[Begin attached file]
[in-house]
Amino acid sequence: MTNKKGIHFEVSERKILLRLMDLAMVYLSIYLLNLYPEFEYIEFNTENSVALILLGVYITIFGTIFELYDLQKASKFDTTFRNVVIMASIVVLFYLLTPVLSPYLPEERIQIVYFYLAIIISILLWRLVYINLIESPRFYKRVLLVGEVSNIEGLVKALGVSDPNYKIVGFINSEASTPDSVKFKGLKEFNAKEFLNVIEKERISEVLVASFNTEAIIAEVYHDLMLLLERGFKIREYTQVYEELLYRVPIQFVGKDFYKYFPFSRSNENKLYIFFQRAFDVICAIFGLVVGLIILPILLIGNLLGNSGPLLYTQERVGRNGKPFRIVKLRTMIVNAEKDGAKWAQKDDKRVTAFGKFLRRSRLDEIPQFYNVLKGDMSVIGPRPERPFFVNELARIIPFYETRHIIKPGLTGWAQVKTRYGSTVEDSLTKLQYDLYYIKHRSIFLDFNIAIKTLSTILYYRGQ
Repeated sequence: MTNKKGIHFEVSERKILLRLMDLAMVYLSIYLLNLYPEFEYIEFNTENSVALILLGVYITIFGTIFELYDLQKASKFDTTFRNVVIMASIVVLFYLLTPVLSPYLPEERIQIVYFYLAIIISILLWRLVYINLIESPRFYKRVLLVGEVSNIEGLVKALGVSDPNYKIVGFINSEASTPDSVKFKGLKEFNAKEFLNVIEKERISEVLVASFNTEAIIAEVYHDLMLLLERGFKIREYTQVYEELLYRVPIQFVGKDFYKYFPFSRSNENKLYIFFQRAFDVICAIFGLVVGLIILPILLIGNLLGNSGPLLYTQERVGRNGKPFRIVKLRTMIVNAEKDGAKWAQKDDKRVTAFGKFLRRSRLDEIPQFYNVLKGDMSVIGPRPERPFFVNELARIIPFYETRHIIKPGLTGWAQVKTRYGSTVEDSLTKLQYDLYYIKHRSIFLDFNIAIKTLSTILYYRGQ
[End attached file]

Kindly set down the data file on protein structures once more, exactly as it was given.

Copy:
[in-house]
Amino acid sequence: MTNKKGIHFEVSERKILLRLMDLAMVYLSIYLLNLYPEFEYIEFNTENSVALILLGVYITIFGTIFELYDLQKASKFDTTFRNVVIMASIVVLFYLLTPVLSPYLPEERIQIVYFYLAIIISILLWRLVYINLIESPRFYKRVLLVGEVSNIEGLVKALGVSDPNYKIVGFINSEASTPDSVKFKGLKEFNAKEFLNVIEKERISEVLVASFNTEAIIAEVYHDLMLLLERGFKIREYTQVYEELLYRVPIQFVGKDFYKYFPFSRSNENKLYIFFQRAFDVICAIFGLVVGLIILPILLIGNLLGNSGPLLYTQERVGRNGKPFRIVKLRTMIVNAEKDGAKWAQKDDKRVTAFGKFLRRSRLDEIPQFYNVLKGDMSVIGPRPERPFFVNELARIIPFYETRHIIKPGLTGWAQVKTRYGSTVEDSLTKLQYDLYYIKHRSIFLDFNIAIKTLSTILYYRGQ
Repeated sequence: MTNKKGIHFEVSERKILLRLMDLAMVYLSIYLLNLYPEFEYIEFNTENSVALILLGVYITIFGTIFELYDLQKASKFDTTFRNVVIMASIVVLFYLLTPVLSPYLPEERIQIVYFYLAIIISILLWRLVYINLIESPRFYKRVLLVGEVSNIEGLVKALGVSDPNYKIVGFINSEASTPDSVKFKGLKEFNAKEFLNVIEKERISEVLVASFNTEAIIAEVYHDLMLLLERGFKIREYTQVYEELLYRVPIQFVGKDFYKYFPFSRSNENKLYIFFQRAFDVICAIFGLVVGLIILPILLIGNLLGNSGPLLYTQERVGRNGKPFRIVKLRTMIVNAEKDGAKWAQKDDKRVTAFGKFLRRSRLDEIPQFYNVLKGDMSVIGPRPERPFFVNELARIIPFYETRHIIKPGLTGWAQVKTRYGSTVEDSLTKLQYDLYYIKHRSIFLDFNIAIKTLSTILYYRGQ